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Mechanical Design Project - Presentation 3

Transcript: basic Outline Upright Ergonomic ISO Standards Stability Brakes Coefficient of friction Maneuvering space Speeds and accelerations Cost Environmental factors Maximum power requirement 627W Mostly uphill with steep sections Critical data for electronic system Any Questions? Application of SMART Initial route map - to find elevation changes Yield the power required for the route Future Work Disk brakes Brakes activated by levers ergonomic - Engine (motor): o Reversible machine: Motor or Generator o Motor gears o Power: about 300 W per motor o Weight: 3 kg each - Integrated batteries: ♣ Charging point ♣ Ring-shaped. Concentric to the motor. ♣ Li-ion based - Case: ♣ Compact to hold all components ♣ Sealed -- Weather proof ♣ Material: metal (aluminium), plastic, composites, carbon-fibre…. - Placed on both wheels >> FEA analysis Rear Support for upward incline Celia Sainz Power Usage Initial concepts OPTION 2 Operating environment - Withstand year round outdoor weather Size Weight - Dimensions according to anthropometric data (Paquet et al. 2004) Material - must be durable; no specific requirements Aesthetics - Modern, appealing to look at Costs - frame must not exceed £200 Frame Analysis Component Specification Anthropometric analysis Concept Generation Future Work >> Need to know COG location from frame analysis to calculate the necessary wheel extension using Pythagoras Forward, neutral and reverse gears Dual reversible hub Toggle switch to change motion Brakes activated through handle Around 5 kg added -Electric system components: Based on Electric Bicycles Required features Calculations for Centre Of Gravity Independent movement and braking between wheels Forward and reverse motion Use of levers to propel the wheelchair Outline Lack of outdoor accessibility for disabled SMART Wheels Design improvements Ergonomic seating and frame (Tom) SMART (Andy) Electronically assisted (Alberto) Increased stability (Josephine) Alternate manual propulsion (Celia) hubless • This presentation: some specifications and components Stability Agree Final Design Solidworks Modeling FEA Analysis Mechanical Analysis Future Work Reclining Supporting wheels extending behind major wheel Stronger design with two wheels Initial Route Map Design Constraints Egg stylish - Transmission movement gear: o Connected with propulsion system - Sensor: o Provide motion, velocity and torque information to Electronics - Electronics: o Control the engine behaviour: Activating electric supply/Regenerative braking o Bluetooth or Wi-Fi modules: Connectivity with App and remote buttons Different options for wheel extension: Hydraulics Notch and Clip Thread and screw Wheel will lengthen to set extensions depending on the incline ELECTRIC SYSTEM Component Specification How will the wheels extend? Outline Focus on stability for a cross slope surface and an upward incline Camber: Performance requirements - Quiet, Sturdy, ergonomic, easy to use Safety - Safe to use and transport Accuracy and reliability - consistently relocate to independent positions Life in service - 5 years Component Specification Recap Further research Initial design Design iterations Closing in on final Design Concept Work Mechanical Design Project - SMART Wheel Celia Sainz Celia Sainz Only one wheel provides a lighter design Is it still strong enough Manual propulsion system OPTION 1 Alberto Pérez Vieites Alberto Pérez Vieites Alberto Pérez Vieites Alberto Pérez Vieites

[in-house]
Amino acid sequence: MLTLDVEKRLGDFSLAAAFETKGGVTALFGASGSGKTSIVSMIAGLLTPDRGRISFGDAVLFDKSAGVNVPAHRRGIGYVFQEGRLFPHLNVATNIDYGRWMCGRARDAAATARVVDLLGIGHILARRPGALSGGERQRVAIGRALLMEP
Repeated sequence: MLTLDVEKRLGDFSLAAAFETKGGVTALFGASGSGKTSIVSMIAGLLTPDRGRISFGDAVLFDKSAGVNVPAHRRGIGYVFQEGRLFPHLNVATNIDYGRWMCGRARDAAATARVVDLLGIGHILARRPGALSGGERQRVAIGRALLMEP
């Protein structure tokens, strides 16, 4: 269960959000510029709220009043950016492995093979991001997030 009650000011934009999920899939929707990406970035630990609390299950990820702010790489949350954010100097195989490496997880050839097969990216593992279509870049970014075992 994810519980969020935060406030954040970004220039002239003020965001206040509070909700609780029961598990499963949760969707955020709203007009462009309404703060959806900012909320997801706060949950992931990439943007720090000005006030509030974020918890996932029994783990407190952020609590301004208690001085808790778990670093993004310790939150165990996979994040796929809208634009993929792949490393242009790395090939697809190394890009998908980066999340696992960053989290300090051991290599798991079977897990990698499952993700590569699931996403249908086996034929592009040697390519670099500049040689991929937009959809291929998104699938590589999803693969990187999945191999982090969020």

Mechanical Design

Transcript: Manufacturing Processes: Forming Manufacturing technologies are economically important because they are the means for adding value to raw materials by converting them into useful products. There are many different manufacturing processes, and each is well suited to a particular need based on environmental impact, dimensional accuracy, material properties, and the mechanical component’s shape. Engineers select those processes, identify the machines and tools, and monitor production to ensure that the final product meets its specifications. The major classes of manufacturing processes are casting, forming, machining, joining, and finishing. Engineer better medicines Reverse-engineer the brain Prevent nuclear terror Secure cyberspace Enhance virtual reality Advance personalized learning Engineer the tools of scientific discovery Product archaeology is the process of reconstructing the lifecycle of a product – the customer requirements, design specifications, and manufacturing processes used to produce it– to understand the decisions that led to its development. 1. Preparation: background research about a product including market research, patent searches, and benchmarking existing products. 2. Excavation: component description, dissection and analysis 3. Evaluation: benchmarking existing products, conduct material and product tests. 4. Explanation: draw conclusions about the issues that shaped the design of the product. Production Focus On: Product Archaeology Utility Patents Guiding principles in this stage are simplicity, iteration, and usability. At this point, many design and manufacturing details remain open, and each one must be resolved in order to produce the hardware for the product. In the detailed design of the product a number of issues must be determined, including: Develop product layout and configuration Select materials for each component Optimize final geometry including appropriate tolerances Develop completed digital models of all components and assemblies Simulate system using digital and mathematical models Prototype and test critical components and modules Develop production plans Another prototyping technique moves a print head to spray a liquid adhesive onto a powder and “glue-up” a prototype bit-by-bit. Curriculum Topics Manufacturing Processes Mechanical engineers will play important roles in each of these 14 challenges over the next few decades, most notably the highlighted ones. ME’s will need to know and use solid design principles to be successful. Patents are granted for a new and useful process, machine, article of manufacture, or composition of matter, or an improvement of them. Some rapid prototyping systems use lasers to fuse layers of a liquid polymer together (a process known as stereolithography) or to fuse raw material in powder form. Design Process Focus On: Global Design Teams Manufacturing Processes: Casting Initially, a design engineer will develop a comprehensive set of system requirements considering the following issues: Functional performance – what the product must accomplish. Environmental impact – during production, use, and retirement. Manufacturing – resource and material limitations. Economic issues – budget, cost, price, profit. Ergonomic concerns – human factors, aesthetics, ease of use. Global issues – international markets, needs, and opportunities. Life-cycle issues – use, maintenance, planned obsolescence. Social factors – civic, urban, cultural issues. Documentation Forming encompasses a family of techniques in which a raw material is shaped by stretching, bending, or compressing it. Large forces are applied to plastically deform a material into its new permanent shape. Rolling is the process of reducing the thickness of a flat sheet of material by compressing it between rollers. Forging is another forming process, and it is based on the principle of heating, impacting, and plastically deforming metal into a final shape. Detailed Design Most commonly encountered in mechanical engineering, the utility patent protects the function of an apparatus, process, product, or composition of matter. Conceptual Design Joining operations are used to assemble subcomponents into a final product by welding, soldering, riveting, bolting, or adhesively bonding them. Many bicycle frames, for instance, are welded together from individual pieces of metal tubing. Finishing steps are taken to treat a component’s surface in order to make it harder, improve its appearance, or protect it from the environment. Some finishing processes include polishing, electroplating, anodizing, and painting. Extrusion is used to create long straight metal parts with their cross sections having round, rectangular, L-, T-, or C-shapes, for instance. In extrusion, a mechanical or hydraulic press is used to force heated metal through a tool (called a die) that has a tapered hole ending in the shape of the finished part’s cross section. Conceptually, the process of extrusion is not unlike the